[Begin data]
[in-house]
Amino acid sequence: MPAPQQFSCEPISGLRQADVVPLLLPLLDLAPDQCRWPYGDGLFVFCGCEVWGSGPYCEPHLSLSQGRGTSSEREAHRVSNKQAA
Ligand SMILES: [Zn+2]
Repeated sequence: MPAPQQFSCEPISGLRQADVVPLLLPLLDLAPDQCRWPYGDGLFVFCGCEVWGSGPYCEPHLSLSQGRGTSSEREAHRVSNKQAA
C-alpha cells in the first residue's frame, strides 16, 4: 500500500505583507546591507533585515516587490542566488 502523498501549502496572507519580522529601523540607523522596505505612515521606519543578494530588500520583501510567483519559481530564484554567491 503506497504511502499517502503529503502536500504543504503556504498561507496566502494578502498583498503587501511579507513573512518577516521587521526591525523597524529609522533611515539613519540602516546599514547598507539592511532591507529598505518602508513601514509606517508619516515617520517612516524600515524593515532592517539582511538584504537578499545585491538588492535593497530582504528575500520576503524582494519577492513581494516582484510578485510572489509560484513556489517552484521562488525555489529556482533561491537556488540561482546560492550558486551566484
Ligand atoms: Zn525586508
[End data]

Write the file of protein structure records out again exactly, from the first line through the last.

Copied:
[in-house]
Amino acid sequence: MPAPQQFSCEPISGLRQADVVPLLLPLLDLAPDQCRWPYGDGLFVFCGCEVWGSGPYCEPHLSLSQGRGTSSEREAHRVSNKQAA
Ligand SMILES: [Zn+2]
Repeated sequence: MPAPQQFSCEPISGLRQADVVPLLLPLLDLAPDQCRWPYGDGLFVFCGCEVWGSGPYCEPHLSLSQGRGTSSEREAHRVSNKQAA
C-alpha cells in the first residue's frame, strides 16, 4: 500500500505583507546591507533585515516587490542566488 502523498501549502496572507519580522529601523540607523522596505505612515521606519543578494530588500520583501510567483519559481530564484554567491 503506497504511502499517502503529503502536500504543504503556504498561507496566502494578502498583498503587501511579507513573512518577516521587521526591525523597524529609522533611515539613519540602516546599514547598507539592511532591507529598505518602508513601514509606517508619516515617520517612516524600515524593515532592517539582511538584504537578499545585491538588492535593497530582504528575500520576503524582494519577492513581494516582484510578485510572489509560484513556489517552484521562488525555489529556482533561491537556488540561482546560492550558486551566484
Ligand atoms: Zn525586508